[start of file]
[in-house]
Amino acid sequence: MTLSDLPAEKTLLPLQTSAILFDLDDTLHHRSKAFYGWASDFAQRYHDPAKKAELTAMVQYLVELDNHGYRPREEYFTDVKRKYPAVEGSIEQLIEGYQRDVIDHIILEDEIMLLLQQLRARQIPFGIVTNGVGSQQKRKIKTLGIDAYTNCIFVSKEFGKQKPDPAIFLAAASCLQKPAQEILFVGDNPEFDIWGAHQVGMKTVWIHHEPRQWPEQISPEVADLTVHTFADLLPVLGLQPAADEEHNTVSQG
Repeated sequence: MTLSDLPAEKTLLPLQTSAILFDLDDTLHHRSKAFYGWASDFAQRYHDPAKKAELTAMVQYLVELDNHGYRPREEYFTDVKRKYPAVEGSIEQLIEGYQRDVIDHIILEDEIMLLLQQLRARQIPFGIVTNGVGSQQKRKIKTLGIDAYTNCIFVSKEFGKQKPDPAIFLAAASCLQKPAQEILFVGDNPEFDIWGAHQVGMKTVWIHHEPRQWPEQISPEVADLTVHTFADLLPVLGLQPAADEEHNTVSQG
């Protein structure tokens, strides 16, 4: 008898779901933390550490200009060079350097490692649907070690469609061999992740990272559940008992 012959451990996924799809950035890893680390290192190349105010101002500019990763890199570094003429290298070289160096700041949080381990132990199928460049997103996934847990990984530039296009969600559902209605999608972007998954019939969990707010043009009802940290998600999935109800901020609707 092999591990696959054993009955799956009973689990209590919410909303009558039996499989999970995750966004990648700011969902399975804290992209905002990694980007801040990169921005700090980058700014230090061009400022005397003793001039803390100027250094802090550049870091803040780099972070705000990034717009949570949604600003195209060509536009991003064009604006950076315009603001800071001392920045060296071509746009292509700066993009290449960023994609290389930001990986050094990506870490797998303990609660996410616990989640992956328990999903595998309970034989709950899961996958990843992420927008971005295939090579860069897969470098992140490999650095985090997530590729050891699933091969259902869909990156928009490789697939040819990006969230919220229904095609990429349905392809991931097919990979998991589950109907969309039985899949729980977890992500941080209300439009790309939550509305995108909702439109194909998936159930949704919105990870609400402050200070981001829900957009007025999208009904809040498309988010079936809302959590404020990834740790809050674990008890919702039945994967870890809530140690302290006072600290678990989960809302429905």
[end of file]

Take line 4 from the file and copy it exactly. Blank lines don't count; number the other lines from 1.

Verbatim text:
């Protein structure tokens, strides 16, 4: 008898779901933390550490200009060079350097490692649907070690469609061999992740990272559940008992 012959451990996924799809950035890893680390290192190349105010101002500019990763890199570094003429290298070289160096700041949080381990132990199928460049997103996934847990990984530039296009969600559902209605999608972007998954019939969990707010043009009802940290998600999935109800901020609707 092999591990696959054993009955799956009973689990209590919410909303009558039996499989999970995750966004990648700011969902399975804290992209905002990694980007801040990169921005700090980058700014230090061009400022005397003793001039803390100027250094802090550049870091803040780099972070705000990034717009949570949604600003195209060509536009991003064009604006950076315009603001800071001392920045060296071509746009292509700066993009290449960023994609290389930001990986050094990506870490797998303990609660996410616990989640992956328990999903595998309970034989709950899961996958990843992420927008971005295939090579860069897969470098992140490999650095985090997530590729050891699933091969259902869909990156928009490789697939040819990006969230919220229904095609990429349905392809991931097919990979998991589950109907969309039985899949729980977890992500941080209300439009790309939550509305995108909702439109194909998936159930949704919105990870609400402050200070981001829900957009007025999208009904809040498309988010079936809302959590404020990834740790809050674990008890919702039945994967870890809530140690302290006072600290678990989960809302429905």